But that doesn’t mean that insurers should rest on their laurels, because everything can be improved as seen by the still high number of costly project failures in the industry. Which is why it’s important to stay focused on continually improving your project management processes. Here are the top 5 project management mistakes insurers make and tips on how to avoid them.
1. Formal PM structures and processes are missing
Project management can’t be done half-heartedly. It takes commitment from everyone in the organization – with upper management at the forefront – and there have to be formal project management structures and processes. Informal processes or a lack of clear structures are a recipe for chaos and project failure, as nobody knows what they are supposed to do.
The bigger your organization and projects are, the greater the need for formal structures. It’s best to adopt traditional project management best practices and adapt them to your individual needs. Just like a product, every project runs through a life cycle.
2. Inefficient task silos
Scheduling and managing tasks is one of the key aspects of project management. One mistake insurers often make is to let team members fall into the trap of just focusing on tasks that are within their responsibilities. This inflexibility creates inefficient silos and neglected tasks.
The first step to effective task management, is to break your project down into manageable tasks. Be as specific as possible without going into too much unnecessary detail. For example, introducing a new insurance policy involves much more tasks than just the selling of the policy: Computer programs have to be configured, and you also have to forward the information to all stakeholders, including the state government. The next step is to allocate the tasks to the right resources and create a schedule. Effective scheduling is only possible if you take constraints, dependencies and assumptions into account.
3. Lack of communication
Insurers work with a multitude of stakeholders, from clients to underwriters to government officials. Which is why communication is key to manage the requirements and expectations of stakeholders. It is also important to communicate to all team members what their responsibilities are and what outcomes are expected of them.
Effective communication is only possible if you have the right communication channels and processes in place. Define how team members communicate with each other: email, telephone, or messengers such as Skype and more. Having clear communication processes in place ensures that everyone is in the loop and gets all the necessary information. E.g. if you want to introduce a new policy into your product folder, you need to make sure that all agents and underwriters have all the information to effectively introduce the policy to their clients.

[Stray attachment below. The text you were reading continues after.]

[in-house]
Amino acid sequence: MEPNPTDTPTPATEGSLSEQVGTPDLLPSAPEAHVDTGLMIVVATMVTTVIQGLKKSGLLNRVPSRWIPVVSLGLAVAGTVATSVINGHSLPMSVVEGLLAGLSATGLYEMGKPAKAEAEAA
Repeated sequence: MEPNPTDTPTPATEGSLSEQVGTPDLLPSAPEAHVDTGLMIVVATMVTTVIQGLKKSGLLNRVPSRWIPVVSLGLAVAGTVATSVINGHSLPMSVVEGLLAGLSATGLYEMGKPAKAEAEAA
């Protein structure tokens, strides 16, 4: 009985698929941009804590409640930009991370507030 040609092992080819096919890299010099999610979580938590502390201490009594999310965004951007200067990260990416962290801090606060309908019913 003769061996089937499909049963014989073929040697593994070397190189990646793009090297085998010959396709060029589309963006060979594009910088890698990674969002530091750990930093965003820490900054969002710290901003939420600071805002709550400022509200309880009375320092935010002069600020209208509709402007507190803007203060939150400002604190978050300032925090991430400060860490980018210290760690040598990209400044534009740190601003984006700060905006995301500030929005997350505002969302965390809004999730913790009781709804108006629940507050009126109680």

4. Insufficient risk and change management
Risk management is an essential part of insurance management and insurers are very good at evaluating the risk of policy holders. What they often neglect is to evaluate the risks of project management, particularly the costs of project failure.
With the right risk and change management processes in place, insurers can increase their return on investment, productivity and competitive edge. You always need to have contingency plans to be ready for any change or unforeseen events, such as changing client demand or demographic change. You can’t sell the same policy to baby boomers and millennials after all.
5. Not using the right tools
Software tools can help organizations increase efficiency and effectiveness, but only if they use the right tools. One of the biggest mistakes that organizations make is that they have a plethora of different tools for different tasks. Or maybe different departments use different tools, which might not even be compatible with each other.
It’s best to have one centralized project tool with which they can plan and schedule project, but also one that allows team members to collaborate and communicate with each other. The right project management tool can enable insurers to work smarter and more efficiently. It can also reduce the risk of project failure as you won’t lose sight of your project status. You can track resource capacities and allocate tasks based on free capacity and skills of your employees and underwriters.